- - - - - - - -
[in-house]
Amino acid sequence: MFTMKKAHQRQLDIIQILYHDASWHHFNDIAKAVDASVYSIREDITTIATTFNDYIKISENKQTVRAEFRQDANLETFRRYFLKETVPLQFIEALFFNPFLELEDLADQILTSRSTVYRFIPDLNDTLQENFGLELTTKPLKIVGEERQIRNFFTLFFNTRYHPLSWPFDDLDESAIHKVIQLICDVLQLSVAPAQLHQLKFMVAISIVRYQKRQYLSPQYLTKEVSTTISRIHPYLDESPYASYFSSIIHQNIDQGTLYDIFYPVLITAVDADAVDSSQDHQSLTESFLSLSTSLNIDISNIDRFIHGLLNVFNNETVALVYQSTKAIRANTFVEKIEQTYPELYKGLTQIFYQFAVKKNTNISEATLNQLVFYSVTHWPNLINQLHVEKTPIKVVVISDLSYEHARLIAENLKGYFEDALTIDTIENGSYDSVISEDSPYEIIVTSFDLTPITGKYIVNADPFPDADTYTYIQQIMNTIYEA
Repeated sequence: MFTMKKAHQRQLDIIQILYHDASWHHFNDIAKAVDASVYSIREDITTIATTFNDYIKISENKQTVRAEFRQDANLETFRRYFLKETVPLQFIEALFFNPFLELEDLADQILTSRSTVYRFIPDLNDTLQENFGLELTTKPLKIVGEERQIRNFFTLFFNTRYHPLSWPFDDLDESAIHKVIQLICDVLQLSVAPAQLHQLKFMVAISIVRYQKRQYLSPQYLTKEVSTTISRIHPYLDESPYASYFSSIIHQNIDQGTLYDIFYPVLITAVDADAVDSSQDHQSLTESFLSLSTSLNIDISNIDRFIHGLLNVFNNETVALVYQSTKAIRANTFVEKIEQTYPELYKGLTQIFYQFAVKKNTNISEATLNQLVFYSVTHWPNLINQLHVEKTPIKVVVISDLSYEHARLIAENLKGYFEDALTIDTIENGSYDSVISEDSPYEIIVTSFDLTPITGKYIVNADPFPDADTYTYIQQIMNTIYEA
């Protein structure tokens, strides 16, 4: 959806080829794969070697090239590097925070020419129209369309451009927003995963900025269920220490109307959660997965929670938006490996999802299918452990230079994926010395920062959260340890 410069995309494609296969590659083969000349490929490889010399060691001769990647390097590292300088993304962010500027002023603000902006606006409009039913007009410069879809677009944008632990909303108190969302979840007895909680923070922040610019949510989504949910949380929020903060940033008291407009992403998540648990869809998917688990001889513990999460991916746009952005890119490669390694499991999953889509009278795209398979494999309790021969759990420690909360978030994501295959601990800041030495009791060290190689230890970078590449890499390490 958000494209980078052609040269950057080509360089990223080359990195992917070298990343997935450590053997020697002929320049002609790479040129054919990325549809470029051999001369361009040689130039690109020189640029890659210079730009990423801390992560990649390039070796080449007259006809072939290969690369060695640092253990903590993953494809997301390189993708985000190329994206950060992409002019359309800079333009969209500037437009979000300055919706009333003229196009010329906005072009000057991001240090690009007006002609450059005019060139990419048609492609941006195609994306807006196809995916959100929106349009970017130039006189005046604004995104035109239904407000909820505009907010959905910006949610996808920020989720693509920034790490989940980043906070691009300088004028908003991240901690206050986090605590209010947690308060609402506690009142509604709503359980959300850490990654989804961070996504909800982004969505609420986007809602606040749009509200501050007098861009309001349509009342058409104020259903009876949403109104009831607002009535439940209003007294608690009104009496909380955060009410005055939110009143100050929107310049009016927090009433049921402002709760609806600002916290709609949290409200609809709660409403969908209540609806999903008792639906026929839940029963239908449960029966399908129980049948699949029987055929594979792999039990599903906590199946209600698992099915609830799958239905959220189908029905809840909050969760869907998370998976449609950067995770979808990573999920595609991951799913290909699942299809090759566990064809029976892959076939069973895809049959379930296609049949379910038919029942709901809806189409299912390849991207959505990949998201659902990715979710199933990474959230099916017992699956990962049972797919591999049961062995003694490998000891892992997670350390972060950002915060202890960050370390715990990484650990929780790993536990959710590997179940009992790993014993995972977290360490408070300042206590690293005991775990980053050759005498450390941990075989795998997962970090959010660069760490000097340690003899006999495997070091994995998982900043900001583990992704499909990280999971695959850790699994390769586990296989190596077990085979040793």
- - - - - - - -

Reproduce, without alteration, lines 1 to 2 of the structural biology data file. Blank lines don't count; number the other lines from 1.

[in-house]
Amino acid sequence: MFTMKKAHQRQLDIIQILYHDASWHHFNDIAKAVDASVYSIREDITTIATTFNDYIKISENKQTVRAEFRQDANLETFRRYFLKETVPLQFIEALFFNPFLELEDLADQILTSRSTVYRFIPDLNDTLQENFGLELTTKPLKIVGEERQIRNFFTLFFNTRYHPLSWPFDDLDESAIHKVIQLICDVLQLSVAPAQLHQLKFMVAISIVRYQKRQYLSPQYLTKEVSTTISRIHPYLDESPYASYFSSIIHQNIDQGTLYDIFYPVLITAVDADAVDSSQDHQSLTESFLSLSTSLNIDISNIDRFIHGLLNVFNNETVALVYQSTKAIRANTFVEKIEQTYPELYKGLTQIFYQFAVKKNTNISEATLNQLVFYSVTHWPNLINQLHVEKTPIKVVVISDLSYEHARLIAENLKGYFEDALTIDTIENGSYDSVISEDSPYEIIVTSFDLTPITGKYIVNADPFPDADTYTYIQQIMNTIYEA